FASHION AND CORONA: WHAT'S NEXT?
As we have seen in the article "WHEN EVEN CORONA CAN'T STOP THE SHIT STORM", the effects of Corona are already taking a high toll in the fashion industry in terms of breaking basic and ethical rules. Still, other impacts of this virus will only be seen in the next months. Some deeper, long terms impacts that will change our perception as consumers, the way we buy and the way we see fashion altogether. This unprecedented, awakening call will definitely change everything as we know it. Except from my beer belly, that one is there to stay, untouched through time and space. You, bastard!
It's important first of all to see how customers are already changing their behavior and consumption habits to understand what the future of economy, in general, and fashion, more specifically will hold.
To deep dive a little bit further, "First Insights" conducted a 2-parts consumer study on purchase behaviors in the U.S over about 3 weeks, the first part being on Feb 28th and the second one on March 17th. Below are some results and, surprisingly enough, it's actually younger generations that are the most worried (Gen-Z and Millenials).
DEMAND, NEW GENERATIONS LEAD AND SUSTAINABILITY
One thing is clear to all purchase behavior experts and economy gurus (which is not when you shop a lot FYI): people are drastically changing their shopping habits and new ones are taking over, planning to stay here for good. Demand will change, so either companies are ready to change along, like, now, or it might be too late after.
The first aspect to change will be assortment of products. I will spare you the whole "6 runaways a year are way too many", "fast fashion cannot keep on making you change your clothes every day" or "the buying-throwing circle has gotten out of hand" thing, but what is certain is that this confinement is making people realize what really matters, that the machine has to slow down and that not "that much" is needed.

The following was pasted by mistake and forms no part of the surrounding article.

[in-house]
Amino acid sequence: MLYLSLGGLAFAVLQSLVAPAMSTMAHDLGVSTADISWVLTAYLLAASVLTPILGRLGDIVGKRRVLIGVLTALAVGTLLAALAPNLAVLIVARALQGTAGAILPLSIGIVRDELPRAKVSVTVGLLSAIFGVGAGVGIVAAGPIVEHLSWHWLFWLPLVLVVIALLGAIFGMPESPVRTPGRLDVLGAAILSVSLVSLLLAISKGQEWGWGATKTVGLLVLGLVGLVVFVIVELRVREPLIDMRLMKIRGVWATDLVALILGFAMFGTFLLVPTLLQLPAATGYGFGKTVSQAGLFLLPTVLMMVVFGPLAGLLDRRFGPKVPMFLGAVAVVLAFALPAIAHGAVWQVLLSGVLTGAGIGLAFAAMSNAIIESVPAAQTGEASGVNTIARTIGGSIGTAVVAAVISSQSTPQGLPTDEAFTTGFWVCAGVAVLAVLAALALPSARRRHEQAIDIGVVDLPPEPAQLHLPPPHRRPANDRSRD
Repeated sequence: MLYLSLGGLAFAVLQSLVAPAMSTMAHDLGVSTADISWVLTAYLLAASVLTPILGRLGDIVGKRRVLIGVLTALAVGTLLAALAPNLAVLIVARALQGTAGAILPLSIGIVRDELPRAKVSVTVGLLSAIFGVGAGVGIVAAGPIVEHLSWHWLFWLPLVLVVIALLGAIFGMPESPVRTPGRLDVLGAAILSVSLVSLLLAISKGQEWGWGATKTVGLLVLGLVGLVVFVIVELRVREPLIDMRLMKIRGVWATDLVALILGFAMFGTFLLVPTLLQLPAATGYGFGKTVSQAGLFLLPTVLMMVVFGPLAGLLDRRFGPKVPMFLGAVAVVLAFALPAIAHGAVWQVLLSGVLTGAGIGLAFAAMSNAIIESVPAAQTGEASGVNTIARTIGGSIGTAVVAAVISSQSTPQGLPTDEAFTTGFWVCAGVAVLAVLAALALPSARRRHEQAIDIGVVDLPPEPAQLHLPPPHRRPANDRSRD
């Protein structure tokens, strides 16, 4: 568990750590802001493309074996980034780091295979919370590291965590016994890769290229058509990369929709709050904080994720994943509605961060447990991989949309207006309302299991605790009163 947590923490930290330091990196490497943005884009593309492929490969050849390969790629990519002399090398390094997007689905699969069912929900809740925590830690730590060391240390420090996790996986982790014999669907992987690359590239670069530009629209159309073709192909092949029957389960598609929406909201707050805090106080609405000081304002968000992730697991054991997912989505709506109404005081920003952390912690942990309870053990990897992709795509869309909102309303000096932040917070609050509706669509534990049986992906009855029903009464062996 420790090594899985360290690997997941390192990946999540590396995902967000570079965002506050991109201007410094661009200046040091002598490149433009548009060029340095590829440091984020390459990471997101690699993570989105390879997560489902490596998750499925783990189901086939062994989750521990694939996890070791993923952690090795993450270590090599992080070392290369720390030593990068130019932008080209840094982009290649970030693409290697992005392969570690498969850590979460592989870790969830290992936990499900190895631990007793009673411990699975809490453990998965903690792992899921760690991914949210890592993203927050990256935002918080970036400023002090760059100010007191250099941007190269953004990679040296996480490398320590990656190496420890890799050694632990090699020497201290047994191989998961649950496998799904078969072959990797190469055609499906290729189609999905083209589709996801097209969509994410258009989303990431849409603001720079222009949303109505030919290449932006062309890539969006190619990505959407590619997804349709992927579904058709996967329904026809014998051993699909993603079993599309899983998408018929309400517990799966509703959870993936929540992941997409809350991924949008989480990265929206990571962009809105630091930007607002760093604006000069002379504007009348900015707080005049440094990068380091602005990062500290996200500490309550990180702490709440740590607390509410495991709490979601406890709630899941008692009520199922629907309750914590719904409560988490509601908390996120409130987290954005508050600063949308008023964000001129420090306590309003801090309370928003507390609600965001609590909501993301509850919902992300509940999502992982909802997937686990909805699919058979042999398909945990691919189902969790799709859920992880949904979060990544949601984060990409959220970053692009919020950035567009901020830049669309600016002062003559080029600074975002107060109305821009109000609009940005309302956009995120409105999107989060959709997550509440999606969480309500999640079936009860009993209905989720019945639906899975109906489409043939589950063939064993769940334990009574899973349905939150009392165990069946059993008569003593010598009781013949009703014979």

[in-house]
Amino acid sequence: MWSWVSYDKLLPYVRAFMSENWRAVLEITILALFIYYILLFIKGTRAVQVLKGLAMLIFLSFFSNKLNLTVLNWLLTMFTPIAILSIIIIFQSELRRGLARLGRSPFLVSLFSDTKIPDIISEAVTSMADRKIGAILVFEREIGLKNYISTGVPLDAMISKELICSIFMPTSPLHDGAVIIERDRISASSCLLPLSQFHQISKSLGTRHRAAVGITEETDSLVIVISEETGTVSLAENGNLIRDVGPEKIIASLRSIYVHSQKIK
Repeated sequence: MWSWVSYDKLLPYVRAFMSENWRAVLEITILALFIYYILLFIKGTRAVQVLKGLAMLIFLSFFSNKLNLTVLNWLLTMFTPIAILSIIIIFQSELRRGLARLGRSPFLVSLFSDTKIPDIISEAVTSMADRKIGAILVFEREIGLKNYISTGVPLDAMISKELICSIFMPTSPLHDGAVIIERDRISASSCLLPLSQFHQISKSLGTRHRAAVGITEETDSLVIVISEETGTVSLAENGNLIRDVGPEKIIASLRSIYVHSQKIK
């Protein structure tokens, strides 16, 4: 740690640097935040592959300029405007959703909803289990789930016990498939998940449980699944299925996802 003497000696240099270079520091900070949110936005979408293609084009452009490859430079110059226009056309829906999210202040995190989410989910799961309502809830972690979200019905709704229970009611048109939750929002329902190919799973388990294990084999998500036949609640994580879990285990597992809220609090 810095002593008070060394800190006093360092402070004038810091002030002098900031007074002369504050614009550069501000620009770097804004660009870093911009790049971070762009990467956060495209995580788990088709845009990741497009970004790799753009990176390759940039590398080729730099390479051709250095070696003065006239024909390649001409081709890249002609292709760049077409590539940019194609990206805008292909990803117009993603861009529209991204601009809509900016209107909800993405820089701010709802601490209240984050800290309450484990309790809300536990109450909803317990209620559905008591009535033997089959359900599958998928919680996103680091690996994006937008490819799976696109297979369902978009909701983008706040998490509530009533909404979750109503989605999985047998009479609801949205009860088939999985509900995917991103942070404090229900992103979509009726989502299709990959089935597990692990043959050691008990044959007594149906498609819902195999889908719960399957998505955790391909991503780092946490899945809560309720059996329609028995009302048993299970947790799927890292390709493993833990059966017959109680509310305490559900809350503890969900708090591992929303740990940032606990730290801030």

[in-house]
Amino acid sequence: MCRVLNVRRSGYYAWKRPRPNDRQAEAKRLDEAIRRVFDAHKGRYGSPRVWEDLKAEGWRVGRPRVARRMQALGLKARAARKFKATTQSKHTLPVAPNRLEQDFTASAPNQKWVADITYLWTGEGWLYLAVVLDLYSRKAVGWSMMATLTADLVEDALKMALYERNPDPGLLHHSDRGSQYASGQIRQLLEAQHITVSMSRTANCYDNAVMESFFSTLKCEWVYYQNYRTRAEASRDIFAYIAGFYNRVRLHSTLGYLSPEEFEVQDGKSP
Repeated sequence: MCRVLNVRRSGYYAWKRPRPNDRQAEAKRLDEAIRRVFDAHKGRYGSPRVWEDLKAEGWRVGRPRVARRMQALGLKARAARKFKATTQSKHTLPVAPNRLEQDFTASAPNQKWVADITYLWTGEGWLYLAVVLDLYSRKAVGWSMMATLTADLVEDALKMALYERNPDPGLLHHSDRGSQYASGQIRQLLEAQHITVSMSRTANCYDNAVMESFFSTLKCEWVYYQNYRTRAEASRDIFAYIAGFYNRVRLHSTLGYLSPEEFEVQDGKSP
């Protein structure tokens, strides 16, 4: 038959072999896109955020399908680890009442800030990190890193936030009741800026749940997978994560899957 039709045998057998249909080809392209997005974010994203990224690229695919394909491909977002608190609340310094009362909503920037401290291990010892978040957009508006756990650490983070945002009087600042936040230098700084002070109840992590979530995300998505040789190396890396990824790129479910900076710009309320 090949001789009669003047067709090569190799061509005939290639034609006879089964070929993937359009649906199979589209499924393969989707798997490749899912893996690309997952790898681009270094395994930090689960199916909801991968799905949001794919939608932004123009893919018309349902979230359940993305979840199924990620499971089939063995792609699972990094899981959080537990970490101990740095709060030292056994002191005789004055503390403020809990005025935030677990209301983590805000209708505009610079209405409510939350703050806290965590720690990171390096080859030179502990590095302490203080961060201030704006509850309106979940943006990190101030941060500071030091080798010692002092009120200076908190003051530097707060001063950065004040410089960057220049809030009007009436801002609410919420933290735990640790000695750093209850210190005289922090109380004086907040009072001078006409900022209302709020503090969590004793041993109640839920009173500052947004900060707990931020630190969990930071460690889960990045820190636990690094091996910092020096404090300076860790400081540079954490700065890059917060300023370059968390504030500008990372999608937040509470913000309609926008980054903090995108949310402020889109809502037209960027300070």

Cancellations of the June men’s fashion weeks in London, Milan and Paris, and the July haute couture shows are just the beginning. Fashion weeks in China, Japan, South Korea, Brazil and Russia have also been called off. And this will not be all, my friends. No more Fashion Weeks worldwide (or at least less of them) will mean less new collections for luxury brands to produce, therefore less new "trends" created which will lead to less new desires instigated to customers via the huge advertising and marketing machines bringing eventually to a slower fast fashion.
This was a long, complicated sentence. Ooopsy.... here is a drawing:
This will require maisons and brands to find new solutions to share creativity, bring it back to its origins, back to a much less stressed and under pressure environment, where designers can actually take time to invent and create.
New spaces of union, inter communication and sharing will have to be created for the fashion world members and eventually (and hopefully) it won't keep on being an endless rush to the market share podium but a true moment of growth and part-taking.
Fashion is going towards season-less collections, evergreen lines and more basic items. According to Guram Gvasalia, co-founder of Vetements (that he left back in fall 2019), slow fashion is the “only option” once the crisis yields. “Anything you restart doing in life, you need to start slowly, whether it’s riding a bike again after many years or going back to the gym after a long break,” he said. “The main challenge for the brands will be creating high-quality, fairly priced, season-less products that can stay relevant for a longer period of time.”